Valentine's Day and Love

Love is an important concept to everyone, and most especially for young children. They are just beginning to figure out what love means and who they love. This week we will explore the concept of love and also do a bunch of stuff using the heart shape!

LETTER: V v (Valentine)

Letter V Color Page


Being a mailman is a very special job! They deliver our mail and packages. If you make a pretty Valentine for someone you love who lives far away, you can mail it to them. The mailman is who delivers that Valentine! Even when the weather is rainy, cold, icy or windy the Mailmen are out making sure all the mail gets to the people.

"Write" a letter or make a Valentine and mail it! I understand preschoolers are too young to actually write a letter, but that won't stop them from trying! Have them color a special picture for someone they love who lives far away and help them mail it. Once the recipient has received the letter, make sure to talk on the phone so that your child knows they got it! It will seem pretty magical to them and make the day of the person they sent it to.


Conversation Heart Counting

Print out 10 of the heart pages HERE.  Write the number 1 on one, 2 on the next and so on until each is numbered from 1 to 10. 

Get a package of conversation hearts and place them in a bowl on the table. As a group, look at the first heart with the number 1 on it and talk about the number. Ask if the children can place the correct number of candy hearts on the heart picture. Continue through all the numbers. **If you are concerned about the kids eating the candy, you can also do this with heart stickers!

Conversation Heart Sorting (also Fine Motor)

Print out the chart HERE.  The different colors of candy hearts are lined up at the bottom. Sort the candy hearts on the chart by color. Talk about how many of each color there are!


Cupid Maze

Print the maze. Help the children guide cupid through the maze to the heart at the end. As you go, discuss the dead ends and which way they should try next.


Heartbeat Experiment

Talk to the children about their hearts. We each have a special organ inside our chest which pumps our blood around our bodies all day long. We can hear it working! Have the children listen to each other's chests while at rest to hear their heartbeats.
Once everyone has heard a heartbeat, have the children jump around. Get their hearts pumping! Tell them that this makes their hearts work harder and makes them stronger! Now have the children listen to each other's chests again. What happened to the heartbeats? Are they faster or slower?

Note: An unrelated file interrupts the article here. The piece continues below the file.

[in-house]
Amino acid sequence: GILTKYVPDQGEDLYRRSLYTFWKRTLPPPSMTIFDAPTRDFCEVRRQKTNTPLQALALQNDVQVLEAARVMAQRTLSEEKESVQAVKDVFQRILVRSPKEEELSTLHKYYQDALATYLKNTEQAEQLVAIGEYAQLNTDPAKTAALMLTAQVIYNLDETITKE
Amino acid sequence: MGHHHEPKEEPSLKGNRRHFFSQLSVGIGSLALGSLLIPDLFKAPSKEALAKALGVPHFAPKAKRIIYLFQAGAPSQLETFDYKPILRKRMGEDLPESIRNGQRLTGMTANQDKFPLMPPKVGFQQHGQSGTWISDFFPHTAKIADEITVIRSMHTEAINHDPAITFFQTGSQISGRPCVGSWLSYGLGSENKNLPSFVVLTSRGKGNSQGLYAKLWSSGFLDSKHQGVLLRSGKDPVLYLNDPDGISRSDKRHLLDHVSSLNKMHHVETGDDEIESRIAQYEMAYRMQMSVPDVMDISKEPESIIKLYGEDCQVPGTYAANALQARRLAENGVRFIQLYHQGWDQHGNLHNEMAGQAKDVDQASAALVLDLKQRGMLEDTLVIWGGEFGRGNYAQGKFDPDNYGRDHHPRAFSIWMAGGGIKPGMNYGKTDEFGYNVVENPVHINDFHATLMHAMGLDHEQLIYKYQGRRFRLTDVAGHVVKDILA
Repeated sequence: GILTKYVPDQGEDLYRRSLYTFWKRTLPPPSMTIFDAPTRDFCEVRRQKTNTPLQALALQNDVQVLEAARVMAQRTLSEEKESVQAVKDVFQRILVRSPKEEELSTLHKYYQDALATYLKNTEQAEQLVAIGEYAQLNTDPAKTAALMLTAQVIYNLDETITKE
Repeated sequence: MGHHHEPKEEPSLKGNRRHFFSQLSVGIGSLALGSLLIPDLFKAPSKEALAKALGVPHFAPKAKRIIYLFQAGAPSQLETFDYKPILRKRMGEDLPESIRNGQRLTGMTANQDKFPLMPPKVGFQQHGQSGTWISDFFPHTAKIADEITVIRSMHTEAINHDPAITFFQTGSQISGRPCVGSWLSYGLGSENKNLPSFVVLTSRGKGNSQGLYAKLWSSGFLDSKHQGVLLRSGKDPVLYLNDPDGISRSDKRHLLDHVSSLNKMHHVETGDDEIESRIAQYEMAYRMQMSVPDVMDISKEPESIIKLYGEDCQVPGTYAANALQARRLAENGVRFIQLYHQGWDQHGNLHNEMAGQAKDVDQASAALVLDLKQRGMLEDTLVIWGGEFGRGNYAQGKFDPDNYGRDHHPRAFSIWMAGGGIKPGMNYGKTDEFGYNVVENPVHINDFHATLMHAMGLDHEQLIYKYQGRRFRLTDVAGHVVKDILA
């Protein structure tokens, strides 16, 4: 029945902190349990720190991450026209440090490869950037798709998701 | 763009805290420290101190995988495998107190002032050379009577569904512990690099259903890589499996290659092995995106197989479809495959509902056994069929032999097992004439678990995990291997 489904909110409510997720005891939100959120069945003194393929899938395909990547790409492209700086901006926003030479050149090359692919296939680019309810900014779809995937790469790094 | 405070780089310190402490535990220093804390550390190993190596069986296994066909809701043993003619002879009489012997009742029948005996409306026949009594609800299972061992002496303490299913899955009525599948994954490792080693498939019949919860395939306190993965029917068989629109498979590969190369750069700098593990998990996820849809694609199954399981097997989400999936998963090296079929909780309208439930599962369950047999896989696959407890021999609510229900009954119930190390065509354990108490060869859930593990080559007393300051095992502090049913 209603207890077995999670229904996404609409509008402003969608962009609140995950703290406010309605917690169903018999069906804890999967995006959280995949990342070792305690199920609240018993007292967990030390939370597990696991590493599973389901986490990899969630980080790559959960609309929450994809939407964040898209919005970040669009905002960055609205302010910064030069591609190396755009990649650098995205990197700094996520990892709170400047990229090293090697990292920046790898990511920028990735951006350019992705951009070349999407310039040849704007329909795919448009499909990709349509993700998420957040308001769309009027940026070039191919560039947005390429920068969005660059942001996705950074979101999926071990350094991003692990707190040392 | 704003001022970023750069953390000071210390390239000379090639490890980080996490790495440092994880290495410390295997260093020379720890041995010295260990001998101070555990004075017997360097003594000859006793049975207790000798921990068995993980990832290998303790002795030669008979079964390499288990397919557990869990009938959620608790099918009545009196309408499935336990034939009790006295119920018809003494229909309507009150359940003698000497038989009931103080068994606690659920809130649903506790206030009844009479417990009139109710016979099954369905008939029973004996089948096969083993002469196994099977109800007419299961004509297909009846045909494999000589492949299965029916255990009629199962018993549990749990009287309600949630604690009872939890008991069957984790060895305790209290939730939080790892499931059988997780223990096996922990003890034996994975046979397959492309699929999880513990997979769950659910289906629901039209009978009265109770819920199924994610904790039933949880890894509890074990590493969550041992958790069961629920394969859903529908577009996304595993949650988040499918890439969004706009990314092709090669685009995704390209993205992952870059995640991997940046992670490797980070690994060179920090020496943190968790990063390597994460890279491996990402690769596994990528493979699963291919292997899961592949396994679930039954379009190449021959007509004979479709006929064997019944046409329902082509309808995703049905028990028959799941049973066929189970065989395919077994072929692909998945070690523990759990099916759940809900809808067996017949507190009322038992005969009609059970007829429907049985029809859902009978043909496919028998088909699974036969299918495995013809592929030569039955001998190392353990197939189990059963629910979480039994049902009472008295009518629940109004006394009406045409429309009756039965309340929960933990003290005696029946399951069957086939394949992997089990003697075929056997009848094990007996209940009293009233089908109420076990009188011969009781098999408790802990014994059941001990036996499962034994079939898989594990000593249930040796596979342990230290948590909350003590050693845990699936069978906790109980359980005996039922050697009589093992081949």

To keep our hearts healthy and strong, we must get exercise everyday. Making our hearts pump faster is good for our bodies!

Carnation Coloring

**UPDATE - it takes longer than I remember! I would suggest starting this experiment at least 2 days before Valentine's day so that they will be nicely colored on time.

Materials Needed:
White Carnations (1 for each kid if possible)
Food Coloring (red & blue are fastest!)
Jars or Cups (clear)

Fill each jar ¼ full with water. Place about 20 drops of food coloring in each jar. Show the white carnations to the kids. Flowers and other plants suck water up through their stems to their petals or leaves. This is how they drink. If a flower is white, you can change its color to match the color of the water it is drinking. After cutting a bit off the bottom of each stem, place a few flowers in each jar of colored water.  Tell them this will take a couple of hours and you will come back to it. Every so often, check on the progress. After about 6 or 8 hours, the carnations will be slightly colored! Allow the children to take one home to give to someone they love.


Towel Roll Heart Stamping

Materials Needed:
Towel Rolls (enough for each child)
Paper Plates
Cut each of the towel rolls in half so there are 2. Flatten them so there is a crease on both sides. Curl the one side outward to form the top of the heart and place a little tape across the gap to help it hold its shape.

Pour some paint onto the paper plates for easy dipping. Have the children dip the end into the paint and stamp their papers! Easy Valentines!


I made this little Valentine
Of red and white and blue
I made this little Valentine
Especially for YOU

Love, Love, Love
(to the tune of 3 blind mice)
Love, love, love
Love, love, love
See how it grows, see how it grows
I love my friends and they love me
We love each other it's plain to see
There's plenty for a big fam-il-y
Love, love, love


Color Hearts Game (following directions)

Post several different colored hearts around the room where they are easily seen. Line the children up on one side of the room. Tell them you are going to give them directions and they should follow them the best they can. Say "go to the red heart" and have them follow the direction. Continue through the different colors. Once complete, give them a heart sticker for following directions well!